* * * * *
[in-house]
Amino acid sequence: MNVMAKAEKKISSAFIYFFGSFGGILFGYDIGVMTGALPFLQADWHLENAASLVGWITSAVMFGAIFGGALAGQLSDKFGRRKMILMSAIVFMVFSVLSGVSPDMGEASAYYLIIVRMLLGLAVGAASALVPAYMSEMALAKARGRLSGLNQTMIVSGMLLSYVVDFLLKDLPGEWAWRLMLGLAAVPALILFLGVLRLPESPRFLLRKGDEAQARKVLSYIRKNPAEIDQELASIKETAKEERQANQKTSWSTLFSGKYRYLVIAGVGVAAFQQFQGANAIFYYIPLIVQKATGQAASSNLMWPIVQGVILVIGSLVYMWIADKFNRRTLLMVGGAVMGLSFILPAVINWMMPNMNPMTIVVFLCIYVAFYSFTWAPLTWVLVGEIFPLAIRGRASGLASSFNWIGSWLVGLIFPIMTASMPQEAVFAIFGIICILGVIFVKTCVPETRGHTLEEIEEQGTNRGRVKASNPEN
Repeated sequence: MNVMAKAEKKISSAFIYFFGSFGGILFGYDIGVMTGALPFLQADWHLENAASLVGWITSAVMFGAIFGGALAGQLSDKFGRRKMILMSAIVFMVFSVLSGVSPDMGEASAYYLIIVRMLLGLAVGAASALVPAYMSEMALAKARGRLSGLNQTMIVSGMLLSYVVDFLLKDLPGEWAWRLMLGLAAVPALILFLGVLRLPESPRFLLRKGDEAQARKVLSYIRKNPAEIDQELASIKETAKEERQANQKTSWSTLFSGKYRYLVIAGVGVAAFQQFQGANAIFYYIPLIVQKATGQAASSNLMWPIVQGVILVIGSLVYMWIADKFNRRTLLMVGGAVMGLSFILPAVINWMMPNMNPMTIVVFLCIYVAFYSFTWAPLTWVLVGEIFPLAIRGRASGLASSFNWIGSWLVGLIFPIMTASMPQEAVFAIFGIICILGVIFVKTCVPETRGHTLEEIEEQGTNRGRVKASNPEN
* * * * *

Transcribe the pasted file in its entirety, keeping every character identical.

[in-house]
Amino acid sequence: MNVMAKAEKKISSAFIYFFGSFGGILFGYDIGVMTGALPFLQADWHLENAASLVGWITSAVMFGAIFGGALAGQLSDKFGRRKMILMSAIVFMVFSVLSGVSPDMGEASAYYLIIVRMLLGLAVGAASALVPAYMSEMALAKARGRLSGLNQTMIVSGMLLSYVVDFLLKDLPGEWAWRLMLGLAAVPALILFLGVLRLPESPRFLLRKGDEAQARKVLSYIRKNPAEIDQELASIKETAKEERQANQKTSWSTLFSGKYRYLVIAGVGVAAFQQFQGANAIFYYIPLIVQKATGQAASSNLMWPIVQGVILVIGSLVYMWIADKFNRRTLLMVGGAVMGLSFILPAVINWMMPNMNPMTIVVFLCIYVAFYSFTWAPLTWVLVGEIFPLAIRGRASGLASSFNWIGSWLVGLIFPIMTASMPQEAVFAIFGIICILGVIFVKTCVPETRGHTLEEIEEQGTNRGRVKASNPEN
Repeated sequence: MNVMAKAEKKISSAFIYFFGSFGGILFGYDIGVMTGALPFLQADWHLENAASLVGWITSAVMFGAIFGGALAGQLSDKFGRRKMILMSAIVFMVFSVLSGVSPDMGEASAYYLIIVRMLLGLAVGAASALVPAYMSEMALAKARGRLSGLNQTMIVSGMLLSYVVDFLLKDLPGEWAWRLMLGLAAVPALILFLGVLRLPESPRFLLRKGDEAQARKVLSYIRKNPAEIDQELASIKETAKEERQANQKTSWSTLFSGKYRYLVIAGVGVAAFQQFQGANAIFYYIPLIVQKATGQAASSNLMWPIVQGVILVIGSLVYMWIADKFNRRTLLMVGGAVMGLSFILPAVINWMMPNMNPMTIVVFLCIYVAFYSFTWAPLTWVLVGEIFPLAIRGRASGLASSFNWIGSWLVGLIFPIMTASMPQEAVFAIFGIICILGVIFVKTCVPETRGHTLEEIEEQGTNRGRVKASNPEN